MLB experimenting with new Ump Cam that's so real you'll need to wear a cup
There's no shortage of storylines surrounding the Seattle Mariners' preseason trip to Japan. There's the final final farewell of Ichiro Suzuki and the question of how the NPB actually stacks up to the MLB. There's the very first meaningful game of the MLB season being played 5,000 miles from home and the fact that it's happening a full nine days before the rest of the league takes to the mound. Yet despite all that, the only thing the baseball world is talking about following the Mariners 6-4 win over the Yomiuri Giants on Monday is Ump Cam (ALL HAIL UMP CAM)—an immersive new camera angle that puts viewers directly behind home plate with nothing between the ol' family jewels and a triple-digit heater from some guy named Thor but a glorified Solo cup.
For a sport in the throes of endless, exasperating debate, this seems like a low-lift way to spice things up without perverting any of baseball's core tenants, like many fear a pitch clock or a universal DH or starting runners on second base in extras might. In fact, it might even add something substantive to viewers, like a better understanding of what a batter really sees when thrown a four-seamer instead of a two or a sinker instead of a slider. Surprisingly, it seems like baseball nerds, despite their resistance to the very concept of fun, mostly agree...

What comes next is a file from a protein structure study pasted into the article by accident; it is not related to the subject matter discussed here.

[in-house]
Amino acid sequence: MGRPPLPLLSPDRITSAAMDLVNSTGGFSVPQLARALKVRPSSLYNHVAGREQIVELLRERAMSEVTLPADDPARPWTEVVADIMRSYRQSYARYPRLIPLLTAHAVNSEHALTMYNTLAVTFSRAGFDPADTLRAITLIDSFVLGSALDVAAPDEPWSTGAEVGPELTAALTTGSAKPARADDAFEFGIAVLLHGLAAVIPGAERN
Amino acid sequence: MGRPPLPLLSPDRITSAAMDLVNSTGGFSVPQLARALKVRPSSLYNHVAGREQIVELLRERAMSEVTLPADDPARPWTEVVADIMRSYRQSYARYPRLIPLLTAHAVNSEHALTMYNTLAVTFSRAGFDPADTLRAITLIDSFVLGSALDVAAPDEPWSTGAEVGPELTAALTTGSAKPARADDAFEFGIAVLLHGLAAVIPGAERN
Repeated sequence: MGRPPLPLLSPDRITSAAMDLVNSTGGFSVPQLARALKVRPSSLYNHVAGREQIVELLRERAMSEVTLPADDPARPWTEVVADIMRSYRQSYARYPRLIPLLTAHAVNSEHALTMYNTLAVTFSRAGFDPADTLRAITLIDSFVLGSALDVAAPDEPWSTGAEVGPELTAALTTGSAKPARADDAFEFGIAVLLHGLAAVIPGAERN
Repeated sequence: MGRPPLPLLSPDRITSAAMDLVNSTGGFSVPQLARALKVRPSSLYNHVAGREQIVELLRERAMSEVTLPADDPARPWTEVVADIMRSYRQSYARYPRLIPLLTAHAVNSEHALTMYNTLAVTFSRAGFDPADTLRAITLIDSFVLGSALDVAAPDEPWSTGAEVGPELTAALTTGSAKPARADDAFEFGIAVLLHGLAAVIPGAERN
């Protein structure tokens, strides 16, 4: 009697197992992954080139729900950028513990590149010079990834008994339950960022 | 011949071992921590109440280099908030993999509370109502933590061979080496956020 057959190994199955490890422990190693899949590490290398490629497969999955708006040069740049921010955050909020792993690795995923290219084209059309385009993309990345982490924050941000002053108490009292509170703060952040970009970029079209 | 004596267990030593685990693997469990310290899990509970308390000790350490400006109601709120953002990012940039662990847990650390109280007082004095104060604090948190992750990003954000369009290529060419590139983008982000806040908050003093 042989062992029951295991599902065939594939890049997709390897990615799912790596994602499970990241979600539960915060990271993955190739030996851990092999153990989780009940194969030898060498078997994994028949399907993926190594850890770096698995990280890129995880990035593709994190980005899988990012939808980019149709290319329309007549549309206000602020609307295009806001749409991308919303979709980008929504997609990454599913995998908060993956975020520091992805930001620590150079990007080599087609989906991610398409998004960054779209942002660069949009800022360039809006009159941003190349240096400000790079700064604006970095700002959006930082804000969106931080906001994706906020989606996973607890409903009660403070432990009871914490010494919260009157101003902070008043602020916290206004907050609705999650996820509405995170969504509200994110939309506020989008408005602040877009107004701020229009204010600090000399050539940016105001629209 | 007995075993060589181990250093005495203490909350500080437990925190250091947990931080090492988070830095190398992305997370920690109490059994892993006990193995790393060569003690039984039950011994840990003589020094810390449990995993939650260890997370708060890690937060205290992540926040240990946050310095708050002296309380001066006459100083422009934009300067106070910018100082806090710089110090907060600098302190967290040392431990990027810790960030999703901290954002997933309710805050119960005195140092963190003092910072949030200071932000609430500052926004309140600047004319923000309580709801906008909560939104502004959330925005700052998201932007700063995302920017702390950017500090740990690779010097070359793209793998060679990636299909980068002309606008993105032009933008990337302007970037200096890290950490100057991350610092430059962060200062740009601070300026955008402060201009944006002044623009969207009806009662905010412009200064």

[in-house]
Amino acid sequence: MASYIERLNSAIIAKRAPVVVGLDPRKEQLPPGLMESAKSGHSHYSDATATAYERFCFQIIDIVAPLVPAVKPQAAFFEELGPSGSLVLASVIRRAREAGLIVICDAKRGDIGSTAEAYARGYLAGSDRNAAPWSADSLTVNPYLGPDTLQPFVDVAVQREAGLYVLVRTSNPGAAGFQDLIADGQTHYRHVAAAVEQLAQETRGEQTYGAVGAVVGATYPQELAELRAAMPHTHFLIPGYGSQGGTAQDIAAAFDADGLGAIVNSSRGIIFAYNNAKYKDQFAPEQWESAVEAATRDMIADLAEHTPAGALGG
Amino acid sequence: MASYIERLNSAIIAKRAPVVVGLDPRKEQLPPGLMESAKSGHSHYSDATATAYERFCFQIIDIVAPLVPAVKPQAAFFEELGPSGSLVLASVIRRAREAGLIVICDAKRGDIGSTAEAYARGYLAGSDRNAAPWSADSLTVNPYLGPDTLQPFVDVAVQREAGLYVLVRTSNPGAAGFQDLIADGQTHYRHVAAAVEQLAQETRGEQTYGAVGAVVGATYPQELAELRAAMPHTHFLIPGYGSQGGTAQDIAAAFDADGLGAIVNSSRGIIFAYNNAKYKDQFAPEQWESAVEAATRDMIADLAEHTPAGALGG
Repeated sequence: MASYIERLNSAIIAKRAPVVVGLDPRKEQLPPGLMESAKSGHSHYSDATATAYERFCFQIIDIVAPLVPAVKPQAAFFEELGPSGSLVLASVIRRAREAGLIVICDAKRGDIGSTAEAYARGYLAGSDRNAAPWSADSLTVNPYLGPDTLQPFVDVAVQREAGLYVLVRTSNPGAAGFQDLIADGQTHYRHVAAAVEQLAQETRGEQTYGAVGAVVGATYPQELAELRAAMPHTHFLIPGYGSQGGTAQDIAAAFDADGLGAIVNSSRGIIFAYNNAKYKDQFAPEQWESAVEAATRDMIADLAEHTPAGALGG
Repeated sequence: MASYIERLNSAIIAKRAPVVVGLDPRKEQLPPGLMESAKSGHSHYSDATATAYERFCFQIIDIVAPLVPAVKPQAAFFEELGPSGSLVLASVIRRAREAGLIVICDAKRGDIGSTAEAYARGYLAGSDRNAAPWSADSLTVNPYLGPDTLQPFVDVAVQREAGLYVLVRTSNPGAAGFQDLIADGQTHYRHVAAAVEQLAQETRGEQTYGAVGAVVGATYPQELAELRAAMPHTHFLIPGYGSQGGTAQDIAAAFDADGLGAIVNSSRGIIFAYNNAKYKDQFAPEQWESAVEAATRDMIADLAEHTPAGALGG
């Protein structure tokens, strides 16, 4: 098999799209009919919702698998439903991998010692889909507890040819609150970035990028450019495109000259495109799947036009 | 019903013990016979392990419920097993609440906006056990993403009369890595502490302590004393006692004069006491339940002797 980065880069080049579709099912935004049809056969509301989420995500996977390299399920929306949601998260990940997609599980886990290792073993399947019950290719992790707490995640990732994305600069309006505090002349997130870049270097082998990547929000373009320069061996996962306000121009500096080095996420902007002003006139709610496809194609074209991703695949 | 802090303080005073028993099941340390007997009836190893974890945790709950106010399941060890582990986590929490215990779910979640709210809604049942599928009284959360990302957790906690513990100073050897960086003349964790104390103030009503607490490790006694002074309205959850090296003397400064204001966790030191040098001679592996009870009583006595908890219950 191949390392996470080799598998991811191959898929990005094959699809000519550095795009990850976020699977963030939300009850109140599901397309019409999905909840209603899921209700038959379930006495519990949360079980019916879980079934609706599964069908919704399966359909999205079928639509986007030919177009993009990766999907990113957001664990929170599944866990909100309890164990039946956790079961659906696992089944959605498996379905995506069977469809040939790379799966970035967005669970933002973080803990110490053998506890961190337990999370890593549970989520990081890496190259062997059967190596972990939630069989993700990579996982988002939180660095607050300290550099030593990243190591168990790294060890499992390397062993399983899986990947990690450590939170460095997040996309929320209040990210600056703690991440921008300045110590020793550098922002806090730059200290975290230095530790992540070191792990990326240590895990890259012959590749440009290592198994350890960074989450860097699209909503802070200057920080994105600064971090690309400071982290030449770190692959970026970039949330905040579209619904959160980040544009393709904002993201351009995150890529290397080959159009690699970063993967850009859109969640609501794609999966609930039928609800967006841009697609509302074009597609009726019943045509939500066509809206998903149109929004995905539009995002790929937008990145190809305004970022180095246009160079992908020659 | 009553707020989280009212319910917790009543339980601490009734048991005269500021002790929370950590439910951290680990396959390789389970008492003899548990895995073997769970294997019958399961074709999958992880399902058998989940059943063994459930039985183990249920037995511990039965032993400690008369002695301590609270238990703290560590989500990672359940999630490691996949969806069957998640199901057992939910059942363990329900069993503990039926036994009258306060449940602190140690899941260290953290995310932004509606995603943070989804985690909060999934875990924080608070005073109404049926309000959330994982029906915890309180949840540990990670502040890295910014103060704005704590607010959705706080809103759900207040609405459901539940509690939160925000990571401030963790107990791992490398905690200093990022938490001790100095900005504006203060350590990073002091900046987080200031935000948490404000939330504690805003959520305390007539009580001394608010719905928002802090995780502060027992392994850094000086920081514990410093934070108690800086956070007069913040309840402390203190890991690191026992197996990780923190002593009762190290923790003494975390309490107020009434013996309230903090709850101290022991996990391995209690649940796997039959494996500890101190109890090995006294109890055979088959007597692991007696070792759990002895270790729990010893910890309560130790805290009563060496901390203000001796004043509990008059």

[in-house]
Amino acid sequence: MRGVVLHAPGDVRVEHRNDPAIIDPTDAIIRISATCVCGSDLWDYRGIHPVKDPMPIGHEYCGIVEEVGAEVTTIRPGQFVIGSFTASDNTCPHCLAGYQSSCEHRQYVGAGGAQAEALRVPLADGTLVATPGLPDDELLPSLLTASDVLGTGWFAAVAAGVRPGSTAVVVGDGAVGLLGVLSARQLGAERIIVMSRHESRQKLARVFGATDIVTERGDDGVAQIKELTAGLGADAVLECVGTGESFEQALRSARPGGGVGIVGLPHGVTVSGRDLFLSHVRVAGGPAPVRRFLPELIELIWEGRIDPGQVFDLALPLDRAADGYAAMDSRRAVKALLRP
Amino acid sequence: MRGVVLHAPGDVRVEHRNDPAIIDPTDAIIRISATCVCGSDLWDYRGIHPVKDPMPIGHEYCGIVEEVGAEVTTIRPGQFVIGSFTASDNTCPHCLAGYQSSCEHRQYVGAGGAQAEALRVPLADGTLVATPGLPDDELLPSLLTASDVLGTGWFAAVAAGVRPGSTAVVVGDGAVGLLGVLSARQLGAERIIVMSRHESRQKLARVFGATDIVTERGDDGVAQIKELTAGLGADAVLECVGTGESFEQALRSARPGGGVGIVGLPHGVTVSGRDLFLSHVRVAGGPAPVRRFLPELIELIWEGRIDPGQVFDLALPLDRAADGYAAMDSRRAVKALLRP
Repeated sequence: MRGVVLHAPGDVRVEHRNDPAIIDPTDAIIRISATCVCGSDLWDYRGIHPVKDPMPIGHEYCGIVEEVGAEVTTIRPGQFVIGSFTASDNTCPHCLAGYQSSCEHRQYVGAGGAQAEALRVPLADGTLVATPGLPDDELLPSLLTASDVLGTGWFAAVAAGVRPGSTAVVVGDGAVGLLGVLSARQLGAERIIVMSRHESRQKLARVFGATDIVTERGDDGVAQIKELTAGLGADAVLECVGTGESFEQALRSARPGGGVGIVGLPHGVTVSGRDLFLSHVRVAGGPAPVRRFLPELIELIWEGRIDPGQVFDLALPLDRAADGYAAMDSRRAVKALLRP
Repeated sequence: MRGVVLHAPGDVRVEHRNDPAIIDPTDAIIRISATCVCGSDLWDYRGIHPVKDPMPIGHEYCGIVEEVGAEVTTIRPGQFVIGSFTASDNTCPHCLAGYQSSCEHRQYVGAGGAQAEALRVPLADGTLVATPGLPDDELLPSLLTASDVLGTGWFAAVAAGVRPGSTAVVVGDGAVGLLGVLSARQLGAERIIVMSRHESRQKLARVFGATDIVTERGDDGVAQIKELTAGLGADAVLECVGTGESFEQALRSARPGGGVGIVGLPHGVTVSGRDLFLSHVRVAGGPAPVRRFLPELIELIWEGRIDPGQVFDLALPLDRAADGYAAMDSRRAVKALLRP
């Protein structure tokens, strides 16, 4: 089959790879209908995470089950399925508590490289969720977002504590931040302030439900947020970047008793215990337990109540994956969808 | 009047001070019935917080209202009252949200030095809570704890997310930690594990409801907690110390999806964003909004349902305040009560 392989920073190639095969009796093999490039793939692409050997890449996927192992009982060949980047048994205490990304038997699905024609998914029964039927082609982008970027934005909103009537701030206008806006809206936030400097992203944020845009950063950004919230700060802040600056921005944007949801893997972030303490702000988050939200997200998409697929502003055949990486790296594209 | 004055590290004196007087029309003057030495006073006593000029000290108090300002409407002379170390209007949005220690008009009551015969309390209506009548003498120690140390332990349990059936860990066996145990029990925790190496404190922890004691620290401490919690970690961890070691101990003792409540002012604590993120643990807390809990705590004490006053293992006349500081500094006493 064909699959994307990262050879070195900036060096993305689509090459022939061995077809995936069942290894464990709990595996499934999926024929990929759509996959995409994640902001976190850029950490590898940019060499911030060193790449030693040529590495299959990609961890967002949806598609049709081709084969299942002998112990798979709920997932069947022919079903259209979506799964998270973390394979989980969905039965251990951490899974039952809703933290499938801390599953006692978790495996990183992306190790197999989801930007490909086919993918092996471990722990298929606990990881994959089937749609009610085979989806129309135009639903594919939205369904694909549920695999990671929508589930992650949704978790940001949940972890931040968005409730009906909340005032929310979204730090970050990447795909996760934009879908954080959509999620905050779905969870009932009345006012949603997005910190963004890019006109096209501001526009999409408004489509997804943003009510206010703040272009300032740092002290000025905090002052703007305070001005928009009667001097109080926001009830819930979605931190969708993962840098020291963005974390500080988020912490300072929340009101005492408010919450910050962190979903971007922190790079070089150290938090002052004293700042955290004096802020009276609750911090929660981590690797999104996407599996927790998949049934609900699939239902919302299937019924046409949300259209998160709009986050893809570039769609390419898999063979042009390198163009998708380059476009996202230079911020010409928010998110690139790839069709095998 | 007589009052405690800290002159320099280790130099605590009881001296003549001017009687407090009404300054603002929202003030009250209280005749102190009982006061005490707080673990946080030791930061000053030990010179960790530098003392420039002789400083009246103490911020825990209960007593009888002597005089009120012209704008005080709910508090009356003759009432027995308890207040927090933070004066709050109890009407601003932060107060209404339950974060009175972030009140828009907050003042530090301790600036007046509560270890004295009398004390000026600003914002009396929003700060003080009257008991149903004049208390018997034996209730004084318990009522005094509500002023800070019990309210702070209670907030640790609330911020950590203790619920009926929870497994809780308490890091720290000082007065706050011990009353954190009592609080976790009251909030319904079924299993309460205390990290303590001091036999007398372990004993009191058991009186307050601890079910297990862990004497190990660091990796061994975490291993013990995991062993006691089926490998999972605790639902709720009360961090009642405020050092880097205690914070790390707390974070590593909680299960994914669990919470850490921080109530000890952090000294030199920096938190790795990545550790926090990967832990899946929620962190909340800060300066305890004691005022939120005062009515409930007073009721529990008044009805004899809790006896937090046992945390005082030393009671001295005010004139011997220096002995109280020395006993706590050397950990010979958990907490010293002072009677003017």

Ump Cam wasn't the only game-changing baseball innovation to come out of the MLB's little Far East sojourn, however, where fans were also introduced to keg girls, who roam the stands pouring fresh, foamy beer from giant backpacks. Sorry peanut guy, but you just went extinct.